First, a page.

By Lisa Zimmer Hatch, Scott A. Hatch, Amy Hackney Blackwell

On the LSAT, you will have to answer reading comprehension questions. These questions test how well you read. So don’t get thrown if you have no previous knowledge of the content. THe answer is always somewhere in the passage.

Reading comprehension sample questions

Black Apollo, by Kenneth Manning, describes the life of Ernest Everett Just, one of the first black scientists in America. Manning recounts Just’s impoverished origins in South Carolina, his adaptations to a white educational system, and his professional careers as a zoology professor at Howard University and as an embryologist at Marine Biological Laboratory.

Despite countless difficulties imposed upon him by a world in which a black person was not supposed to practice science, Just became an internationally esteemed biologist. His story is one of courage, determination, and dedication to science. But Manning’s goals are more far-reaching than to simply tell a story or describe one man’s life.

After all, though Just was a brilliant biologist, he was not ultimately pivotal to the development of either science or race relations in the 20th century. The issues brought out in his story, however, are pivotal. A comprehensive appreciation of the conditions that Just faced in his daily work offers a powerful lens through which to examine the development of science and racial boundaries in America.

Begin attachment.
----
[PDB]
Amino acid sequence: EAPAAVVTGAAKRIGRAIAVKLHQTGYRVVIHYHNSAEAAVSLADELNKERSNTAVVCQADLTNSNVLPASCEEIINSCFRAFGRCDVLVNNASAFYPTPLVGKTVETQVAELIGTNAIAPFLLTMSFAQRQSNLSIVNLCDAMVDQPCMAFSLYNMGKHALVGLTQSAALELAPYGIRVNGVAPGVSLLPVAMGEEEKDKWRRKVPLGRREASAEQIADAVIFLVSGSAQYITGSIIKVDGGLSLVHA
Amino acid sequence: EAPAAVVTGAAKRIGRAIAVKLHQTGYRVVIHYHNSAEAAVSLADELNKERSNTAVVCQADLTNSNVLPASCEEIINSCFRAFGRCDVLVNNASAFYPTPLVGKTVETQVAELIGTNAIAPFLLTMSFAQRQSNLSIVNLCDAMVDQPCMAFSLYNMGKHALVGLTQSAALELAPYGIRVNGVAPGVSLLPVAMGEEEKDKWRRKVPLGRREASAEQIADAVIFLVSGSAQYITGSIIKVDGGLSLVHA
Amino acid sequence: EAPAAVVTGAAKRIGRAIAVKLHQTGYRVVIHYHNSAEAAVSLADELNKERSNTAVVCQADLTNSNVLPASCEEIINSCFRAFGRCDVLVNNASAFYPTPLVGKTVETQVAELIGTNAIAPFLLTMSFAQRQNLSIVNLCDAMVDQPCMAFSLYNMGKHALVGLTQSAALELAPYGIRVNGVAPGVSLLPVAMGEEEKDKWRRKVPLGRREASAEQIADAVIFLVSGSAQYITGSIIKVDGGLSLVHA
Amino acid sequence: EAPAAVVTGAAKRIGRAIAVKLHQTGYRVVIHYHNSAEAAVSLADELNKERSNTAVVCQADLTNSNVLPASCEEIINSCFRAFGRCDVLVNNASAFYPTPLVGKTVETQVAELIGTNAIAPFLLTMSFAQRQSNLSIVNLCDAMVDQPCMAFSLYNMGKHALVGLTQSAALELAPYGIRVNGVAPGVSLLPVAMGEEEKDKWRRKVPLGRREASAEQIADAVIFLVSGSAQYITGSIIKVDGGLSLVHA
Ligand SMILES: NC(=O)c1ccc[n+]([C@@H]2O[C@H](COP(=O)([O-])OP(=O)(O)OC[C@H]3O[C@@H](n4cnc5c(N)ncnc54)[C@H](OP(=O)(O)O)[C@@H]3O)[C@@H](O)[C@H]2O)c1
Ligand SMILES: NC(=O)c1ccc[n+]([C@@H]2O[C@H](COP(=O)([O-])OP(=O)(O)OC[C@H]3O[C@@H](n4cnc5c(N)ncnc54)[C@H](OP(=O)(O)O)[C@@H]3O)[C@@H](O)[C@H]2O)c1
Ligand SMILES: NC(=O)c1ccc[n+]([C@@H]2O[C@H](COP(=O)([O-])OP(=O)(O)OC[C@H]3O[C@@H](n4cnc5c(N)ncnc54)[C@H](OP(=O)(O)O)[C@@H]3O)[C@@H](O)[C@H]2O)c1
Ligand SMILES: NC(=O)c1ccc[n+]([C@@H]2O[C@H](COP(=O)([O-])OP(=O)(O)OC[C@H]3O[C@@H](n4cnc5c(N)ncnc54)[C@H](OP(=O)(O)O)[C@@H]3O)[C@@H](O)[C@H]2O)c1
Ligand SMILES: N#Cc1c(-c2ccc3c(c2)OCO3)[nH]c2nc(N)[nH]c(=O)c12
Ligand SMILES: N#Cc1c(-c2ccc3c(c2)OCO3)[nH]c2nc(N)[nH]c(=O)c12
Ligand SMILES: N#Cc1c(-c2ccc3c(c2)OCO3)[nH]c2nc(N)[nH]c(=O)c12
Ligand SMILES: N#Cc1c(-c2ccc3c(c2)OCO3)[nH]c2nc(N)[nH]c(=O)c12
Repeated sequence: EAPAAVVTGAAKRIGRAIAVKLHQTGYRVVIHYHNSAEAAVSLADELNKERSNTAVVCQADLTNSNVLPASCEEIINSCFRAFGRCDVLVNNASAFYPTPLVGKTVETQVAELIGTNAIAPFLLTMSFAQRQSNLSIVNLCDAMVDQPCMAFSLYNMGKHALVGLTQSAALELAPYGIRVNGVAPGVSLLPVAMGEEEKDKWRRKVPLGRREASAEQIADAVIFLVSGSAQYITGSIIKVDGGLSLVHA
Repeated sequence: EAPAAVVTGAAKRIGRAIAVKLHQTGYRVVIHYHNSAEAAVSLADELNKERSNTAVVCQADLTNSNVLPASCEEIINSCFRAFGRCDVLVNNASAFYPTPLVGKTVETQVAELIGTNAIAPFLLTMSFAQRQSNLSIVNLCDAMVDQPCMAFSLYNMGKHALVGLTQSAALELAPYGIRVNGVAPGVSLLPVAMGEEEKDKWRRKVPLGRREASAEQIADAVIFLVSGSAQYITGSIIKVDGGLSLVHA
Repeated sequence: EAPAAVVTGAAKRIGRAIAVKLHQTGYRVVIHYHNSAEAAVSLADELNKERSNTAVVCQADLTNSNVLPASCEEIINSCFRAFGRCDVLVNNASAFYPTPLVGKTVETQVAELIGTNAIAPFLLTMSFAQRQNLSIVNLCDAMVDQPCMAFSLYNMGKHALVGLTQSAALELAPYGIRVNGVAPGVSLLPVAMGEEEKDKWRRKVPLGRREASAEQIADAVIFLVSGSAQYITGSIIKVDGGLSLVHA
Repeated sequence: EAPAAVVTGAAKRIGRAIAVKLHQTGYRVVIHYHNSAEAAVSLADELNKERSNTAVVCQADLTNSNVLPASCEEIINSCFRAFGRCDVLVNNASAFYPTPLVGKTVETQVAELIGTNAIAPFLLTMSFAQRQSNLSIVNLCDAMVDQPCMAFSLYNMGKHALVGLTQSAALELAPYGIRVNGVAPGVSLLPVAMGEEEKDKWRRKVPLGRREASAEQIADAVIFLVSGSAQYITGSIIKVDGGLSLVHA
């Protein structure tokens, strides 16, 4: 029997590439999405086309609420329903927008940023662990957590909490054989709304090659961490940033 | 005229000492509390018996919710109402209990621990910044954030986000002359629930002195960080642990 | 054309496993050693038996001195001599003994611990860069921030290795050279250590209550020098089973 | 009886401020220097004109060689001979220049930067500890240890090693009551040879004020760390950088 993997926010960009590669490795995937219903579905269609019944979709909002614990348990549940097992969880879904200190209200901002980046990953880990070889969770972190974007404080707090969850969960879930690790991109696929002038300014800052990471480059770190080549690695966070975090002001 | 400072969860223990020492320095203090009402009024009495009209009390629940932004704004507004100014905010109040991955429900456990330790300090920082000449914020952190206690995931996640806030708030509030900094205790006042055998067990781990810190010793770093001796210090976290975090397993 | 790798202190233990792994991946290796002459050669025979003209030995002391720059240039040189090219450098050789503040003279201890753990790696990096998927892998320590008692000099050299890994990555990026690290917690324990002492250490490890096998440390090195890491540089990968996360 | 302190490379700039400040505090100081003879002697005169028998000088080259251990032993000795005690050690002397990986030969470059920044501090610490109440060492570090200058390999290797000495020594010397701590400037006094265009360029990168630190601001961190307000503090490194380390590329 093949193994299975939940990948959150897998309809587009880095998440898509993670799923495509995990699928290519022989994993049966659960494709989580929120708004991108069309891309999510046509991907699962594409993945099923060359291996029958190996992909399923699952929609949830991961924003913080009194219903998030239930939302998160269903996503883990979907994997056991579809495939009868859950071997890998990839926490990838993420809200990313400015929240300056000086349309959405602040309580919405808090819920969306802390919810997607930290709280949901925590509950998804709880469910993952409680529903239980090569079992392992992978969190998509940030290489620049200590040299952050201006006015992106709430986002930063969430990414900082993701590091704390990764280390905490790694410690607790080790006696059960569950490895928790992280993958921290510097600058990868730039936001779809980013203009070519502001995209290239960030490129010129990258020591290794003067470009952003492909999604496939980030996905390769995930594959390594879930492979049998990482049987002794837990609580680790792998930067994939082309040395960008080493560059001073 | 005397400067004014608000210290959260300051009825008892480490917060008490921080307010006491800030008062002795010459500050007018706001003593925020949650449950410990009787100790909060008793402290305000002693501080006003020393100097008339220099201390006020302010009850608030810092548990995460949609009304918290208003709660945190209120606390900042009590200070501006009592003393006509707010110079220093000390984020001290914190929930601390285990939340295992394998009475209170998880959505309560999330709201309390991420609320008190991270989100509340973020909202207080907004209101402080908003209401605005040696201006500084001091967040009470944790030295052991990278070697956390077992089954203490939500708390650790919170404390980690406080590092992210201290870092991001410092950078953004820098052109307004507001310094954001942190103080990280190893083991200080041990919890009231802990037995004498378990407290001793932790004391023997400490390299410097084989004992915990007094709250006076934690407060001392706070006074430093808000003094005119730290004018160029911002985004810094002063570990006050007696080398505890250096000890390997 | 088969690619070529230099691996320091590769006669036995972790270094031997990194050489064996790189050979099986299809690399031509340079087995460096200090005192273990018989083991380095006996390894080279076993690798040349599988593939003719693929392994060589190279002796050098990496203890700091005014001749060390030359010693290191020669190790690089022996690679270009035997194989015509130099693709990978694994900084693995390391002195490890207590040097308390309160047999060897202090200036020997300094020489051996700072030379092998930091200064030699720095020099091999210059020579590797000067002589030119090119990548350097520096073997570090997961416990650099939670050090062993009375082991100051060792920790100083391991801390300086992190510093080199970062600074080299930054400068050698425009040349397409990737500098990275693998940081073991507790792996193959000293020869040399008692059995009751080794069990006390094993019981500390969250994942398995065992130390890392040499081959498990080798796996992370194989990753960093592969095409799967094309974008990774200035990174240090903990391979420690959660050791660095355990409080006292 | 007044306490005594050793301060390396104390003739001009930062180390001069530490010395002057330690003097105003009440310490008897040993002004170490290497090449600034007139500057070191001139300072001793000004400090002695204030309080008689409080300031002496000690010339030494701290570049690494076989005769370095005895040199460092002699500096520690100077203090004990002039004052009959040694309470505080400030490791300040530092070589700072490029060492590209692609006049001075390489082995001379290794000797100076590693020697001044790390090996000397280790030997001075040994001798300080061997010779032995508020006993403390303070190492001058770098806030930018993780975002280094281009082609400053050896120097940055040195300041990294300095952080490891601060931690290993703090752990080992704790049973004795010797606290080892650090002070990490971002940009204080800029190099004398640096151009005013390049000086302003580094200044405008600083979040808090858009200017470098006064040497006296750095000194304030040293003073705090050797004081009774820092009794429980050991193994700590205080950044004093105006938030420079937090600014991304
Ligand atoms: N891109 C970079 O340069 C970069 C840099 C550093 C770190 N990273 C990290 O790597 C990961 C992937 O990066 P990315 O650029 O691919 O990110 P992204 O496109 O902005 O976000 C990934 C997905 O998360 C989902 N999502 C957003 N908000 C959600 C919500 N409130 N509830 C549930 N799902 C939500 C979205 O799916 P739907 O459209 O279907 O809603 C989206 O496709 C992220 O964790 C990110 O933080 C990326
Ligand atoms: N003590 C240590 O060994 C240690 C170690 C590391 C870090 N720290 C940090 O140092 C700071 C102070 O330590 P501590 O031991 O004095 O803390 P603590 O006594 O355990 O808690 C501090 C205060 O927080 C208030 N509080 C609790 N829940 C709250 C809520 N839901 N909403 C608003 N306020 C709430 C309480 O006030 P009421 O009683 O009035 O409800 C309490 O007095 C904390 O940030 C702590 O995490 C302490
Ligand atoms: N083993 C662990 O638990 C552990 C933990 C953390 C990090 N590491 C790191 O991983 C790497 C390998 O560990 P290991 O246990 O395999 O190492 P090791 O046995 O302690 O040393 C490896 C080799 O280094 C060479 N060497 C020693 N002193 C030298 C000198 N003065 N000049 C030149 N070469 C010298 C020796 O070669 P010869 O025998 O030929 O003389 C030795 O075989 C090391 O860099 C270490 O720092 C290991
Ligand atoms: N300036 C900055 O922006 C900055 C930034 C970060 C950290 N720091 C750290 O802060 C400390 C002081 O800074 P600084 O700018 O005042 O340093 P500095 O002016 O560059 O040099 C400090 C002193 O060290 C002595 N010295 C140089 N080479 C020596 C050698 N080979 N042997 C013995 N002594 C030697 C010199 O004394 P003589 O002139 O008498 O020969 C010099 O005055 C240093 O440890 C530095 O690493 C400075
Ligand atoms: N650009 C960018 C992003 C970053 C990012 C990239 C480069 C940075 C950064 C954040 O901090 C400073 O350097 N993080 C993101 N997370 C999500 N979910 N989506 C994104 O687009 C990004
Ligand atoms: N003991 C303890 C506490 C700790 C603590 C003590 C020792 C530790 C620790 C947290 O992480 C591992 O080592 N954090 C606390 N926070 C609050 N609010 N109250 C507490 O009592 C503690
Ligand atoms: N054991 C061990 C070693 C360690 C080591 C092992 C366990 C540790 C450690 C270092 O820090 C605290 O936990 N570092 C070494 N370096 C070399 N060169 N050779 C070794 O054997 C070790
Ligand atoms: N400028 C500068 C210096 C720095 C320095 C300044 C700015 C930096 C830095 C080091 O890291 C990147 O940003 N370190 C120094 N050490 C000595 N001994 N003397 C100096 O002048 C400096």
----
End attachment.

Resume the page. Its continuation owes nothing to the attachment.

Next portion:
Manning wrote Just’s story as a biography. In some respects, biography does not seem to be a promising medium for great historical work. Biographies simply tell a story. Most students receive their introductions to the history of science in the worshipful biographies of past scientific giants. Benjamin Franklin and Albert Einstein offer excellent examples to young students of how scientists contribute to society.

Biographies are popular for children’s reading lists (and bestseller lists) because they have simple subjects, can present clear moral statements, and manage to teach a little history at the same time. This simplicity of form, however, does not preclude the biography from being a powerful medium for historical work and social commentary.

The biography yields particular rewards for the historian of science. One of the central principles of the history of science, indeed a central reason for the discipline, is to show that science is a product of social forces. This principle implies that historians and sociologists have insights on the practice of science that scientists, to whom the subject would otherwise fall, are less likely to produce.

Moreover, if society does influence science, then it behooves historians to explain how such an important process works.

The human orientation of the biography makes it an excellent medium in which historians can do this work. Were a researcher to investigate the development of scientific theory solely by reading the accounts written of a laboratory’s experiments — by looking only at the “science” — the researcher would likely see a science moved by apparently rational forces toward a discernible goal.